ISTANBUL, Oct 24 (Reuters) - Turkey’s central bank slashed its policy rate by a more than expected 250 basis points to 14% on Thursday, extending an easing cycle on the back of lower inflation and a steadier lira after Washington cancelled sanctions over a military incursion into Syria.
The bank lowered its benchmark one-week repo rate from 16.5%. It has cut rates aggressively from 24% since July to help revive Turkey’s recession-hit economy after last year’s currency crisis.
Economists had expected the bank to lower rates by only 100 basis points, according to a Reuters poll, after inflation slowed and after a U.S. deal over Turkey’s incursion steadied the lira.
Expectations for monetary easing were initially curtailed after the incursion began on Oct. 9, hitting the currency and prompting U.S. sanctions over Turkey’s attacks on Kurdish-led forces that were once U.S. allies.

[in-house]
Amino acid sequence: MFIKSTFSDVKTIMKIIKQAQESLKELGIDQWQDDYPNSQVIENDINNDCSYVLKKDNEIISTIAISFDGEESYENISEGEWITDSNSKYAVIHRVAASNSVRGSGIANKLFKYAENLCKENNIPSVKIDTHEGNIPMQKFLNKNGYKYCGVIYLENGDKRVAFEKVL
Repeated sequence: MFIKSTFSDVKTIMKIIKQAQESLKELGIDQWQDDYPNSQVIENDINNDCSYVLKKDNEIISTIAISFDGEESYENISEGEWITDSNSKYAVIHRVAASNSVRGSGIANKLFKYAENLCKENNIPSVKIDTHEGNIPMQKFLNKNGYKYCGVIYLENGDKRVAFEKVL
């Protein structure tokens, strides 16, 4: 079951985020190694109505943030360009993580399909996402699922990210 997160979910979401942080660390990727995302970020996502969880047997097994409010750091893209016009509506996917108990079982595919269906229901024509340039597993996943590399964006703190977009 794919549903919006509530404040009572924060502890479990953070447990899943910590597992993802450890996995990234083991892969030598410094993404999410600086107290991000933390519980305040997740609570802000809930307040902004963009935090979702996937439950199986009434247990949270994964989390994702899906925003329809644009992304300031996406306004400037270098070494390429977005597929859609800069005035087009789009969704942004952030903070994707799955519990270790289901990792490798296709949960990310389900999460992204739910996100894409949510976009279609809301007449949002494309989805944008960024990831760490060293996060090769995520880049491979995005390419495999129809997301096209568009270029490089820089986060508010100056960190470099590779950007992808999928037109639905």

But the lira, which plunged 30% last year, regained some losses after Washington opted last week for a light set of sanctions, re-opening the door to the rate cut. It rallied again on Wednesday when U.S. President Donald Trump cancelled them.
Last year’s currency crisis tipped the Middle East’s largest economy into recession, sent inflation soaring above 25%, and prompted Turkey’s central bank to hike rates.
Inflation has since eased, reaching 9.26% in September. The central bank expects it to accelerate to 13.9% by year-end once the so-called base effects have worn off. (Reporting by Ezgi Erkoyun and Daren Butler; Editing by Jonathan Spicer and Gareth Jones)